Bob Brocklebank

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Bob Brocklebank

In the fury of the US election in November, many of us learned about voter suppression and gerrymandering. We even heard about the complexity of counting the vote when it is not a simple X on a paper ballot.

Canadians were reassured that our system is so straight forward, but they forgot to think about municipal elections. No we do not vote for deputy sheriff, county judge or dogcatcher, but we do have a complex group of choices. In Ottawa we vote for Mayor, for Councillor and for School Board Trustee. The fact that we have four different school boards adds to the complexity.

For federal and provincial elections the electoral district boundaries are revised regularly (after a full census) and there is a central independent body to conduct the election. At the municipal level the provincial government sets the rules for the municipalities to follow.

Under the previous Liberal government at Queens Park, Ontario municipalities were allowed to have ranked ballots. You could indicate your first, second, third etc. preference for Mayor or Councillor. In 2018 that system was applied in London and apparently worked well. Under the current Conservative government that option has been removed from Ontario municipalities.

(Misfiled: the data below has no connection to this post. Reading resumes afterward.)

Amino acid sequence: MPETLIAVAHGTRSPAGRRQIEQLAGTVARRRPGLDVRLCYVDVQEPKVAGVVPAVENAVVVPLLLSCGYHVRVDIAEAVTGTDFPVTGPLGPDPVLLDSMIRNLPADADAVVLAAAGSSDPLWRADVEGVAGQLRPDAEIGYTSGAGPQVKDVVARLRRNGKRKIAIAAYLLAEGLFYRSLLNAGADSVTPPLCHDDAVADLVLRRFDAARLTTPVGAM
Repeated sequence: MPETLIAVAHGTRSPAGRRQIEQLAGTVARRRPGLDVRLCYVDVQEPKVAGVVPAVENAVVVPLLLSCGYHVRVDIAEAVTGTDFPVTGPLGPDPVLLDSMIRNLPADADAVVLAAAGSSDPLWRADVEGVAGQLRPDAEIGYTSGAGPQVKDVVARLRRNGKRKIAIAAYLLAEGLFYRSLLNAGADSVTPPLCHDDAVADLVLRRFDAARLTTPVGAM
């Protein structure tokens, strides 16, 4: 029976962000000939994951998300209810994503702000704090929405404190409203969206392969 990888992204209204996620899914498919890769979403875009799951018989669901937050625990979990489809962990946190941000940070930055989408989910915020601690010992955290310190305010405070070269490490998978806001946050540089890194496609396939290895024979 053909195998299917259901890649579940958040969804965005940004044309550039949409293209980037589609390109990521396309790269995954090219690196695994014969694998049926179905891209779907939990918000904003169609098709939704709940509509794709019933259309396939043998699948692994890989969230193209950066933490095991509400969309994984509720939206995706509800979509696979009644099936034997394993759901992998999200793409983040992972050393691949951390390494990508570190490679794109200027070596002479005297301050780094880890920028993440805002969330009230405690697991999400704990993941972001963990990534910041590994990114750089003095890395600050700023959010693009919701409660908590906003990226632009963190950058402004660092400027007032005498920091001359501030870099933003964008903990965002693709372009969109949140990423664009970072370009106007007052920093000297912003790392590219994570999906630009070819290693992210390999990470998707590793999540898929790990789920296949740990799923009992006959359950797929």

But each municipality has the authority to establish its ward system to elect Councillors and for the past ten or eleven months Ottawa has been considering its ward boundaries. The last time Ottawa determined its boundaries was in 2005 for the 2006 election. You could say that review was overdue –four elections, in 2006, 2010, 2014 and 2018, were conducted with the same ward boundaries.

Because so much time has passed, variation among wards in terms of population (or numbers of voters) has grown ever bigger. For example, the population of Barrhaven has swelled since 2005.

Why does it take so long to rectify electoral districts in Ottawa? One excuse is that it costs money. Ottawa retains outside consultants to come up with proposals to be considered by City Council.